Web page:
Speaking to the Commons International Trade Committee, Wright said exports to the EU had probably declined by 50% to 60% in January. He said this could be because companies stockpiled before the end of 2020 to avoid potential disruption, providing opportunity for this figure to bounce back in the coming quarters, but said it was a ‘big number to recover’.
That builds on recent warnings rom the Road Haulage Association that said exports through British ports to the EU fell 68% in January.
Bumble shares jump after IPO
Dating app company Bumble enjoyed a stellar first day as a publicly-listed company after its share price rocketed after its IPO. The company listed at an IPO price of $43 a share – higher than expected – and started off with a valuation of around $8.2 billion.
However, shares soared over 70% during the first day of trading, ending its first day at over $70 a share and achieving a market cap of over $13 billion.
You can read more about the Bumble IPO and the company here.
Disney returns to profit thanks to streaming
Disney managed to stay in the black during the final quarter of 2020, all thanks to the huge success of its streaming service Disney+.
The company has suffered as the pandemic has kept many of its businesses shut, including theme parks, cruises and hotels. However, the focus on streaming its endless content has given it a way to soften the blow at it shifts to entertaining people in their own homes.
Revenue in the three months to January 2 fell 22% and net profits plunged 99% to just $18 million, but that was better than the losses expected by Wall Street.
Disney+ now has nearly 95 million paid subscribers after only being launched in November 2019, just under half the 200 million boasted by Netflix that was launched in 2007. Combined with its other streaming services like Hulu and ESPN+, Disney has 146 million paid subscribers.
Revenue from Disney’s streaming services jumped 73% year-on-year to $3.5 billion and losses shrank to $466 million from $1.1 billion the year before.
Forex: GBP/USD falls after UK GDP data
GBP/USD was trading down 0.2% this morning as the pound lost ground following the GDP data at 1.37944.
EUR/USD was trading slightly lower this morning at 1.21233.
EUR/GBP was trading a smidgen higher this morning at 0.87883.
Commodities: Oil prices dip as OPEC trims forecasts
OPEC yesterday said it expected a slower recovery in oil demand during 2021 than it originally hoped for, prompting it to trim its growth forecasts. OPEC said it expected oil demand to rise by 5.79 million barrels per day in 2021 to 96.05 million barrels per day, down by 110,000 barrels daily from its previous estimate.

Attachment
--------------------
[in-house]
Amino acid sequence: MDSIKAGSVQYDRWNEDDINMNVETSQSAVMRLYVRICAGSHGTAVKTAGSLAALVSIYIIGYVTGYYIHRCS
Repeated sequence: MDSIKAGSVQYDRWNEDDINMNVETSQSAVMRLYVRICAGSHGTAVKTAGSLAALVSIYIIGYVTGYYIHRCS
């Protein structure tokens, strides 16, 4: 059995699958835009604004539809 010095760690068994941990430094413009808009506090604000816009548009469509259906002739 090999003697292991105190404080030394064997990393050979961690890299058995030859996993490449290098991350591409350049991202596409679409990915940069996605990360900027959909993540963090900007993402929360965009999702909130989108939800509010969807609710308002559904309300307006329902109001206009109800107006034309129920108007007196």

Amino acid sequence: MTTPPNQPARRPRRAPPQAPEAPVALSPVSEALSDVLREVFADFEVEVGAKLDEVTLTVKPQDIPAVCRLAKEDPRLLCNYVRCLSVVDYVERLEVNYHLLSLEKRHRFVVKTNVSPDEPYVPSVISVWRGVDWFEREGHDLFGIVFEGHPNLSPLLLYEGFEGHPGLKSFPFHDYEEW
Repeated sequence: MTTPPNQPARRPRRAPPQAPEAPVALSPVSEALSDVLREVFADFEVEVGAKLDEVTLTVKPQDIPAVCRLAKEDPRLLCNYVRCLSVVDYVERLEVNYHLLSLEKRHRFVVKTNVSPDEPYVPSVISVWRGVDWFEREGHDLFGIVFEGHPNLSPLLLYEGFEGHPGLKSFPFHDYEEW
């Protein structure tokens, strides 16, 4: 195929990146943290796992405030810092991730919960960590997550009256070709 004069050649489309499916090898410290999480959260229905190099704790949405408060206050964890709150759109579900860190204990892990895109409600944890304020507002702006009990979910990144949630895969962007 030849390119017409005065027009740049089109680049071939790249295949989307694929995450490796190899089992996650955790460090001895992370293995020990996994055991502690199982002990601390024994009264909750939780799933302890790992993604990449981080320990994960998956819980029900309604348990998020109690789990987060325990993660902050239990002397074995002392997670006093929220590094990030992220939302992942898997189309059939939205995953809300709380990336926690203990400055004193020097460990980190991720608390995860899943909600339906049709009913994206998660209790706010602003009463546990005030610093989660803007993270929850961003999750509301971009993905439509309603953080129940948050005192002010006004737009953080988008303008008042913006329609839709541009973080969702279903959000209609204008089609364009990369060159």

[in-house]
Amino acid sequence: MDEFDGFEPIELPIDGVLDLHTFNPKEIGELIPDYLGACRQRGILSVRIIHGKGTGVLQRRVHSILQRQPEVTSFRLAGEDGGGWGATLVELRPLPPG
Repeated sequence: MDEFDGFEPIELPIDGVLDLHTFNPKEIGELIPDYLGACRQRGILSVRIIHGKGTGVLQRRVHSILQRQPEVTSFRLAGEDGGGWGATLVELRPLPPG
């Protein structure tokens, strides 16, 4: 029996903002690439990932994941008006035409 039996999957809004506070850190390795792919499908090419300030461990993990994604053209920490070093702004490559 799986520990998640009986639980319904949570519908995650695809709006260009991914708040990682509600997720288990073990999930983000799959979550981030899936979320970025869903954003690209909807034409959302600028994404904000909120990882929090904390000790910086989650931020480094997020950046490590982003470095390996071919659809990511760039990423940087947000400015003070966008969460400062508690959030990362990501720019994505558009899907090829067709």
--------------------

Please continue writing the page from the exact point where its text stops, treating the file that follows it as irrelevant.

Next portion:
‘While the global economy is showing signs of a healthy recovery in 2021, oil demand is currently lagging, but is forecast to pick up in the second half of 2021,’ OPEC said in a statement yesterday. The slower recovery is expected to prompt OPEC to delay any plans to increase output again after introducing significant cuts earlier this year.
‘The global vaccination rollout is gaining pace, infection rates are falling in some areas, improvements in treatment and the growing use of rapid testing facilities all lend support to an acceleration of economic activity after the first quarter,’ it added.
Brent was trading down 0.5% this morning at $60.44 a barrel, while WTI was down 0.4% at $57.58.
The Baker Hughes US oil rig count, which provides an insight into drilling activity in the country, will come out at 1800 GMT.
Silver was up 0.2% this morning at $27.03 an ounce.
The economic calendar is light following a flurry of data early this morning. This afternoon there is a speech from the president of the Federal Reserve of New York at 1500 GMT, when the Michigan consumer sentiment index will also be released.
Disclaimer: The information on this web site is not targeted at the general public of any particular country. It is not intended for distribution to residents in any country where such distribution or use would contravene any local law or regulatory requirement. The information and opinions in this report are for general information use only and are not intended as an offer or solicitation with respect to the purchase or sale of any currency or CFD contract. All opinions and information contained in this report are subject to change without notice. This report has been prepared without regard to the specific investment objectives, financial situation and needs of any particular recipient. Any references to historical price movements or levels is informational based on our analysis and we do not represent or warranty that any such movements or levels are likely to reoccur in the future. While the information contained herein was obtained from sources believed to be reliable, author does not guarantee its accuracy or completeness, nor does author assume any liability for any direct, indirect or consequential loss that may result from the reliance by any person upon any such information or opinions.
Futures, Options on Futures, Foreign Exchange and other leveraged products involves significant risk of loss and is not suitable for all investors. Losses can exceed your deposits. Increasing leverage increases risk. Spot Gold and Silver contracts are not subject to regulation under the U.S. Commodity Exchange Act. Contracts for Difference (CFDs) are not available for US residents. Before deciding to trade forex and commodity futures, you should carefully consider your financial objectives, level of experience and risk appetite. Any opinions, news, research, analyses, prices or other information contained herein is intended as general information about the subject matter covered and is provided with the understanding that we do not provide any investment, legal, or tax advice. You should consult with appropriate counsel or other advisors on all investment, legal, or tax matters. References to Forex.com or GAIN Capital refer to GAIN Capital Holdings Inc. and its subsidiaries. Please read Characteristics and Risks of Standardized Options.